In defense of Alexander Radulov

Something that caught the eye of the hockey blogosphere last Sunday was Keith Jones of NBC Sports taking Alexander Radulov to task during the 2nd intermission for showing poor “effort” in the Nashville Predators series against the Phoenix Coyotes. He singles out some plays where Radulov carelessly turns the puck over in the offensive zone, misses the net on shots and showcases poor back-checking on plays that turned into goals. Jeremy Roenick then chimes in and says that Radulov was the Predators’ “worst player.”

Personally, I thought Jones was being a little harsh because I don’t think Radulov was to blame for any of those goals (see Klein, Kevin) but he never really implied that and was mainly questioning his effort. Something that is completely fair when watching those clips, but I feel like those kinds of plays happen all the time if you follow one player throughout a game. Roenick’s comments, however, were completely incorrect and sounded like he just wanted to mud-sling the “lazy Russian player” because anyone who has watched this series can probably tell you that Radulov has not been the Preds worst player. In fact, he has actually been one of their better forwards when playing at even strength. 

Now, I don’t take anything Roenick says seriously but I’ve been seeing a lot of people agree with these two’s assessment of Radulov. I have even heard some say that his suspension was a “blessing in disguise” and that the Preds are better off without him in the lineup. A statement that couldn’t be further from the truth.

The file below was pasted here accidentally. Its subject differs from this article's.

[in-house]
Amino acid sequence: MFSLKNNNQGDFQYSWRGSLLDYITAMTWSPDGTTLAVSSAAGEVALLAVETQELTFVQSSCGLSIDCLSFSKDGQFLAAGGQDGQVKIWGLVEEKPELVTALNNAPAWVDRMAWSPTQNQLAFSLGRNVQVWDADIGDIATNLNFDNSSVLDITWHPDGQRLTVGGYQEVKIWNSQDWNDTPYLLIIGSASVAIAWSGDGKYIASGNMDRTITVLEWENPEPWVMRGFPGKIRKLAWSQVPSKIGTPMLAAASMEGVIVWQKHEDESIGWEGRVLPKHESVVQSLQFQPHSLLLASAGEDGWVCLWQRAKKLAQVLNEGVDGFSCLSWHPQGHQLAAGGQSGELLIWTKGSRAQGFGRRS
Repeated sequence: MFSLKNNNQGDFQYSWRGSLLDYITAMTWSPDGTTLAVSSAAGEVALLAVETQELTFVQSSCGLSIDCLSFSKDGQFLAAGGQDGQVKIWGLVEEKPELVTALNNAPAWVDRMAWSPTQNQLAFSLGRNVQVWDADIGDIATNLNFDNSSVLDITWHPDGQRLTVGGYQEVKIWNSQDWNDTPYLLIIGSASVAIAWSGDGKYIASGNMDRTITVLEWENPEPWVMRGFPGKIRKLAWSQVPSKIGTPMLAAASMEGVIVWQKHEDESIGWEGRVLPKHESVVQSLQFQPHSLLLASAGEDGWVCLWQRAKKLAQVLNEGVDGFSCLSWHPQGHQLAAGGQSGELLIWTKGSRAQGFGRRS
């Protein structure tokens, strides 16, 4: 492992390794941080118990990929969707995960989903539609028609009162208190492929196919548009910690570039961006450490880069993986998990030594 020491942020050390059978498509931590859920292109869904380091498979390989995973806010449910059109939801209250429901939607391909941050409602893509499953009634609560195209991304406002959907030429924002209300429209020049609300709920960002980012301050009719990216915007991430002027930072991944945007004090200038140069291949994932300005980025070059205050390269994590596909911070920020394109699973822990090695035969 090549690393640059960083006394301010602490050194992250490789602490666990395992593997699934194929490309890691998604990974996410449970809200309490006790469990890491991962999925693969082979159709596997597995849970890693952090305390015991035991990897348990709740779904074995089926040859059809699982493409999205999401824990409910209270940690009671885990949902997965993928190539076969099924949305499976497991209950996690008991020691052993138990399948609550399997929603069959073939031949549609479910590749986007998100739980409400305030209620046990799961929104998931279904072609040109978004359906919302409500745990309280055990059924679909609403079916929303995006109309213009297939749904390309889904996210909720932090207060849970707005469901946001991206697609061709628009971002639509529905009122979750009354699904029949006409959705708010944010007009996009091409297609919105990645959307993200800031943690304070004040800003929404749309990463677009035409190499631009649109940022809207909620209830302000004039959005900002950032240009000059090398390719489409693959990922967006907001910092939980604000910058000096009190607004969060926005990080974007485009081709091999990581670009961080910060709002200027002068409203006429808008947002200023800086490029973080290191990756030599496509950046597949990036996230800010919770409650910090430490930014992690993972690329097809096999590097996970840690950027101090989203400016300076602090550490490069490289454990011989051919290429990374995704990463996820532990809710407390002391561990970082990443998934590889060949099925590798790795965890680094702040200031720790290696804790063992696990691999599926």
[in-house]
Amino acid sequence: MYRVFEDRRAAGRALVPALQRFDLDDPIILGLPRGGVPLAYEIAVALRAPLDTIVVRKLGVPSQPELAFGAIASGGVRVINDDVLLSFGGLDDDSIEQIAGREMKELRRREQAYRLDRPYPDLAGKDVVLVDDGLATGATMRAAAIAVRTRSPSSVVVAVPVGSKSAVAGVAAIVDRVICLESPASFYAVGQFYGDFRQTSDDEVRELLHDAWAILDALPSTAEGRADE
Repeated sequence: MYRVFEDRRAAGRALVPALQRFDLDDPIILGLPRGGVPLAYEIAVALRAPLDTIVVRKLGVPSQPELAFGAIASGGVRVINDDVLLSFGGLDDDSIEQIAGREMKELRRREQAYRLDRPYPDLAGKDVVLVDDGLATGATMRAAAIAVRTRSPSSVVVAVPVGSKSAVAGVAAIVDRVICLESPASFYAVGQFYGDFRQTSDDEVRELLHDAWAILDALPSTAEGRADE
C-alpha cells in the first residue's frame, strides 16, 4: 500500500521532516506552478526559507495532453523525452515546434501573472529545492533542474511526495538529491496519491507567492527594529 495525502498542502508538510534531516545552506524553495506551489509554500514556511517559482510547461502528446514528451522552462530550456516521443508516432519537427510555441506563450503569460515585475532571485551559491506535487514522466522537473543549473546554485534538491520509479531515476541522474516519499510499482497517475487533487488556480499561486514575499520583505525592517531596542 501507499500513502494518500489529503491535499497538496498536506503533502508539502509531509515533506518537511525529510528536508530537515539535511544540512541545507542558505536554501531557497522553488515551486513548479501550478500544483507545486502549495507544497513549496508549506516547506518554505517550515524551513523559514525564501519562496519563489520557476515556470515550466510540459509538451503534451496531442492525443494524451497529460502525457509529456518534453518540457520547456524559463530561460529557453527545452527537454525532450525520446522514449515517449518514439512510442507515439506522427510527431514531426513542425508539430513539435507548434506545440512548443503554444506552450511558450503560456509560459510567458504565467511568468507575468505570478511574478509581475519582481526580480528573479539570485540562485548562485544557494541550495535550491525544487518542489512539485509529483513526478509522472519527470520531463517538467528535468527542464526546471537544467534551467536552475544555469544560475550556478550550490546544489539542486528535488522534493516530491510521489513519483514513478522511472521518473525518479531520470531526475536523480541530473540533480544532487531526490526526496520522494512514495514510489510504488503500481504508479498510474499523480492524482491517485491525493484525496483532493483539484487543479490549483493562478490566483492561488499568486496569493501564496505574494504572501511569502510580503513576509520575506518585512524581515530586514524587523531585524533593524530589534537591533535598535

Let’s take a look back to the Detroit series,

This is scoring chance data from the Preds’ first round series with the Detroit Red Wings, and you will see that Radulov was Nashville’s best forward. He was on ice for the second most scoring chances at even strength and contributed to over half of their powerplay scoring chances. Without him and Legwand, the Preds don’t make it out of the first round. This is with them playing a considerable amoutn of time against Henrik Zetterberg’s line, too.

What about in the second round? Radulov has yet to score a goal but his performance in the first two games has not been bad at all.

EV SCF EV SCA PP SCF
Game 1 8 4 1
Game 2 5 4 1

Radulov played very well in game 1 and had the best scoring chance differential on the team. That line didn’t produce a goal but they easily could have with how many scoring chances they were creating. His performance in game 2 wasn’t quite as good but he was one of the few Predators who actually had a positive chance differential at even strength, which says a lot. Radulov was brought into be a dynamic offensive presence and he has done that for most of this series, but one off-game has people saying that the team would be better off without him in favor of players who show “heart” and “toughness.”

Guys like Jordin Tootoo, Matt Halischuk and Craig Smith are all good players but they do not have the talent that Radulov has. He instantly makes the Preds’ top-six better and he showed that in the Detroit series. Nashville winning game 3 had little to do with him being out of the lineup and more to do with Pekka Rinne pitching a shutout, Nashville’s defense corps and getting a couple of lucky breaks on top of that (see both goals they scored). I don’t think Radulov playing in that game would have hurt them at all. 

The point I am trying to make with this is that too many people obsess over what kind of “character” a player is rather than his performance on-ice. It allways seems to be European’s who get this kind of stereotype from the media and it looks like Radulov is the latest victim. His suspension and past history doesn’t reflect well on his personality but I think that should be separate from what he does on the ice. As of right now, he’s been on ice for the third highest amount of even strength scoring chances among Nashville forwards….and that is with missing one game. I think they will be happy to have him back in the lineup when he returns.

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